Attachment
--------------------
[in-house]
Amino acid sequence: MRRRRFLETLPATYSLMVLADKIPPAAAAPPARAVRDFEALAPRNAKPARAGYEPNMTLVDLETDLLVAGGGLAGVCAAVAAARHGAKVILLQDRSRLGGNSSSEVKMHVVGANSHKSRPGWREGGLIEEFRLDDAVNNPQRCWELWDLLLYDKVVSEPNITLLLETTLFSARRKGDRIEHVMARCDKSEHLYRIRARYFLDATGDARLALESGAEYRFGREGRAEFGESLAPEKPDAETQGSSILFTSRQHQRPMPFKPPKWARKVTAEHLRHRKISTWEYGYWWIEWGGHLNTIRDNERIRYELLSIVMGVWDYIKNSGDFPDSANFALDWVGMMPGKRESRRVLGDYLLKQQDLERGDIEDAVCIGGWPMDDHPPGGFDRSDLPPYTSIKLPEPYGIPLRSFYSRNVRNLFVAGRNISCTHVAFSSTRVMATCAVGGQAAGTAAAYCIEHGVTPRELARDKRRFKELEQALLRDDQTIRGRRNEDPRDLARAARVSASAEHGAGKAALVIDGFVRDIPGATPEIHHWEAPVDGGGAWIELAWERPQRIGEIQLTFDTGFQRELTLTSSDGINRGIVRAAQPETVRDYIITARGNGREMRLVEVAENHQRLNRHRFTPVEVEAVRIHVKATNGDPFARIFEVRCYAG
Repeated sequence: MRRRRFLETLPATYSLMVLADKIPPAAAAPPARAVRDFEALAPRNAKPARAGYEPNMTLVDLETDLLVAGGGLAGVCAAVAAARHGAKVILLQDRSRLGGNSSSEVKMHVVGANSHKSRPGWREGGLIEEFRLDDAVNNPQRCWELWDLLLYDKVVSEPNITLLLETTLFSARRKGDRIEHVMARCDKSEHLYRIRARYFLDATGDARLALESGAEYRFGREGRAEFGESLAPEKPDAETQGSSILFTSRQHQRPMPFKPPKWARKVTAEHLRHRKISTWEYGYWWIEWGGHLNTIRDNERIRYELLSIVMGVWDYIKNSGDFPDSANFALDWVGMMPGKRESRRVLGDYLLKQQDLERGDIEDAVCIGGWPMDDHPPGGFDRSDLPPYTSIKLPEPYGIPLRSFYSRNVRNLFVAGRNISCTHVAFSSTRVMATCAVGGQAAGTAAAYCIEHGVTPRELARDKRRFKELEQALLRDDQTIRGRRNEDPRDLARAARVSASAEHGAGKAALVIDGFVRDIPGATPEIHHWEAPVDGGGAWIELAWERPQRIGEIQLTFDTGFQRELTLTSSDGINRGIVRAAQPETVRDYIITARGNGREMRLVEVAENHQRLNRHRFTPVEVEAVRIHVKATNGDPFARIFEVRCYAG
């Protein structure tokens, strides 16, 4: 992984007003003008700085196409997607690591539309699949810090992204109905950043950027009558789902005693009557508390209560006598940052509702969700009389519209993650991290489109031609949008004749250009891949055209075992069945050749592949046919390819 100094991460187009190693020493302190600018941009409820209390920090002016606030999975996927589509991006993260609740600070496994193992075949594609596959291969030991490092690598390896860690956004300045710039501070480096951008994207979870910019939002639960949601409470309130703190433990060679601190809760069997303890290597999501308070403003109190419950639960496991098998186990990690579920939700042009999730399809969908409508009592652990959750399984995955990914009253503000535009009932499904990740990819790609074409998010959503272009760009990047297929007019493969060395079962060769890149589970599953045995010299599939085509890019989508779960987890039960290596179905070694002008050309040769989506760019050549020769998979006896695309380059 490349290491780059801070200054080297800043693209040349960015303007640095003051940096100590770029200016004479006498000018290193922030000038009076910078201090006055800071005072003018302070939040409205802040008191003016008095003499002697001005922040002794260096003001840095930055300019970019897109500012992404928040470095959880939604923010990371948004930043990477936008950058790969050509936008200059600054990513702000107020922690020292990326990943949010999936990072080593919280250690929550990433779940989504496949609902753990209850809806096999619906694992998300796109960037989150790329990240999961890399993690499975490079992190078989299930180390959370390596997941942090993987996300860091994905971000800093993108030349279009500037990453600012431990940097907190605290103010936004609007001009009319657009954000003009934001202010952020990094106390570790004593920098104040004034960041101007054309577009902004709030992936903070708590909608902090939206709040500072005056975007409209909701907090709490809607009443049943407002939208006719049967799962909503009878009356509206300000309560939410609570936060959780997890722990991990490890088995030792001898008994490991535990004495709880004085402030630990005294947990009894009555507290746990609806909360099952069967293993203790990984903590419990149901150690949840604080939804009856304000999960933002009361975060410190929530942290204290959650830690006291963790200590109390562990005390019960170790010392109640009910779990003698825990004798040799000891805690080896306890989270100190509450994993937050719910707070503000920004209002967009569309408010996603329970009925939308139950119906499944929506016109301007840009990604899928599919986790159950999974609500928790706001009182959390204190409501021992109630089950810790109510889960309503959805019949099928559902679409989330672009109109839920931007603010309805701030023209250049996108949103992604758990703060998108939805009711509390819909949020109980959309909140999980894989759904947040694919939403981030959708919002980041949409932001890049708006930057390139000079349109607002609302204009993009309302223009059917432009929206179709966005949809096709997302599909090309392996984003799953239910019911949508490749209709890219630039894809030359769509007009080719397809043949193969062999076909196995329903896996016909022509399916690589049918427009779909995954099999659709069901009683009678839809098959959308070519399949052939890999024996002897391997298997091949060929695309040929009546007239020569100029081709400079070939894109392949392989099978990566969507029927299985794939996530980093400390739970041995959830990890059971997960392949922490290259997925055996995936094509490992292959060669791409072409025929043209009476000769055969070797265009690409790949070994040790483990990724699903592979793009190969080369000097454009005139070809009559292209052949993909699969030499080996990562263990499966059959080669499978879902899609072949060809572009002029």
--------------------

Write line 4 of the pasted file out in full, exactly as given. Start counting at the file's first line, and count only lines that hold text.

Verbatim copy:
């Protein structure tokens, strides 16, 4: 992984007003003008700085196409997607690591539309699949810090992204109905950043950027009558789902005693009557508390209560006598940052509702969700009389519209993650991290489109031609949008004749250009891949055209075992069945050749592949046919390819 100094991460187009190693020493302190600018941009409820209390920090002016606030999975996927589509991006993260609740600070496994193992075949594609596959291969030991490092690598390896860690956004300045710039501070480096951008994207979870910019939002639960949601409470309130703190433990060679601190809760069997303890290597999501308070403003109190419950639960496991098998186990990690579920939700042009999730399809969908409508009592652990959750399984995955990914009253503000535009009932499904990740990819790609074409998010959503272009760009990047297929007019493969060395079962060769890149589970599953045995010299599939085509890019989508779960987890039960290596179905070694002008050309040769989506760019050549020769998979006896695309380059 490349290491780059801070200054080297800043693209040349960015303007640095003051940096100590770029200016004479006498000018290193922030000038009076910078201090006055800071005072003018302070939040409205802040008191003016008095003499002697001005922040002794260096003001840095930055300019970019897109500012992404928040470095959880939604923010990371948004930043990477936008950058790969050509936008200059600054990513702000107020922690020292990326990943949010999936990072080593919280250690929550990433779940989504496949609902753990209850809806096999619906694992998300796109960037989150790329990240999961890399993690499975490079992190078989299930180390959370390596997941942090993987996300860091994905971000800093993108030349279009500037990453600012431990940097907190605290103010936004609007001009009319657009954000003009934001202010952020990094106390570790004593920098104040004034960041101007054309577009902004709030992936903070708590909608902090939206709040500072005056975007409209909701907090709490809607009443049943407002939208006719049967799962909503009878009356509206300000309560939410609570936060959780997890722990991990490890088995030792001898008994490991535990004495709880004085402030630990005294947990009894009555507290746990609806909360099952069967293993203790990984903590419990149901150690949840604080939804009856304000999960933002009361975060410190929530942290204290959650830690006291963790200590109390562990005390019960170790010392109640009910779990003698825990004798040799000891805690080896306890989270100190509450994993937050719910707070503000920004209002967009569309408010996603329970009925939308139950119906499944929506016109301007840009990604899928599919986790159950999974609500928790706001009182959390204190409501021992109630089950810790109510889960309503959805019949099928559902679409989330672009109109839920931007603010309805701030023209250049996108949103992604758990703060998108939805009711509390819909949020109980959309909140999980894989759904947040694919939403981030959708919002980041949409932001890049708006930057390139000079349109607002609302204009993009309302223009059917432009929206179709966005949809096709997302599909090309392996984003799953239910019911949508490749209709890219630039894809030359769509007009080719397809043949193969062999076909196995329903896996016909022509399916690589049918427009779909995954099999659709069901009683009678839809098959959308070519399949052939890999024996002897391997298997091949060929695309040929009546007239020569100029081709400079070939894109392949392989099978990566969507029927299985794939996530980093400390739970041995959830990890059971997960392949922490290259997925055996995936094509490992292959060669791409072409025929043209009476000769055969070797265009690409790949070994040790483990990724699903592979793009190969080369000097454009005139070809009559292209052949993909699969030499080996990562263990499966059959080669499978879902899609072949060809572009002029």